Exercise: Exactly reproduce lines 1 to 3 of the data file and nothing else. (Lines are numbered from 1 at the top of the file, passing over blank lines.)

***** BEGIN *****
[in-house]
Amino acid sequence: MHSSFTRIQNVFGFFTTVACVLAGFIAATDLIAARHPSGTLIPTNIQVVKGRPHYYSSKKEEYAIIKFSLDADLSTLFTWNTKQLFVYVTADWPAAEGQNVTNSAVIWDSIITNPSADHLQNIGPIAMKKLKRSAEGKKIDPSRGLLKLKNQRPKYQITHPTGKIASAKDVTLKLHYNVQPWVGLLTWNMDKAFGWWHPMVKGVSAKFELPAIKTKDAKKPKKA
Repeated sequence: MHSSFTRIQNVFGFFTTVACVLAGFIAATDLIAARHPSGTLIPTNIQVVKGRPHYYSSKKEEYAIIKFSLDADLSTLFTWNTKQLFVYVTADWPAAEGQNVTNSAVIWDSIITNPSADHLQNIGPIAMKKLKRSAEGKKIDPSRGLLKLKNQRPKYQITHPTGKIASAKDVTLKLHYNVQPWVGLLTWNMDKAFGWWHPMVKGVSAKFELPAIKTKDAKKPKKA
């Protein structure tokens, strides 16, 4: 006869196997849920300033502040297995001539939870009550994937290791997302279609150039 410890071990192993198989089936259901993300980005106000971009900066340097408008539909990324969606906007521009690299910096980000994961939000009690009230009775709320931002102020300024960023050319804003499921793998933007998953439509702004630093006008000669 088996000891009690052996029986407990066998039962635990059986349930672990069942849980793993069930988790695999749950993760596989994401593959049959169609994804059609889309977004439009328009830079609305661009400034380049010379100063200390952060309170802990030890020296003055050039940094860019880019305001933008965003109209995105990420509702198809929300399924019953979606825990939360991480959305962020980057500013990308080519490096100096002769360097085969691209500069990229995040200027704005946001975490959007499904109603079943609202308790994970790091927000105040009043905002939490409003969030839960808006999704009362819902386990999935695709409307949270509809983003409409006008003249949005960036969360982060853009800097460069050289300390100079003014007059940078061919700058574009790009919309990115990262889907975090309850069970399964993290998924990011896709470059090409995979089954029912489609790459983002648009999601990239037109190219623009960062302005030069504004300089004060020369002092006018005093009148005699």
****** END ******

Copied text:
[in-house]
Amino acid sequence: MHSSFTRIQNVFGFFTTVACVLAGFIAATDLIAARHPSGTLIPTNIQVVKGRPHYYSSKKEEYAIIKFSLDADLSTLFTWNTKQLFVYVTADWPAAEGQNVTNSAVIWDSIITNPSADHLQNIGPIAMKKLKRSAEGKKIDPSRGLLKLKNQRPKYQITHPTGKIASAKDVTLKLHYNVQPWVGLLTWNMDKAFGWWHPMVKGVSAKFELPAIKTKDAKKPKKA
Repeated sequence: MHSSFTRIQNVFGFFTTVACVLAGFIAATDLIAARHPSGTLIPTNIQVVKGRPHYYSSKKEEYAIIKFSLDADLSTLFTWNTKQLFVYVTADWPAAEGQNVTNSAVIWDSIITNPSADHLQNIGPIAMKKLKRSAEGKKIDPSRGLLKLKNQRPKYQITHPTGKIASAKDVTLKLHYNVQPWVGLLTWNMDKAFGWWHPMVKGVSAKFELPAIKTKDAKKPKKA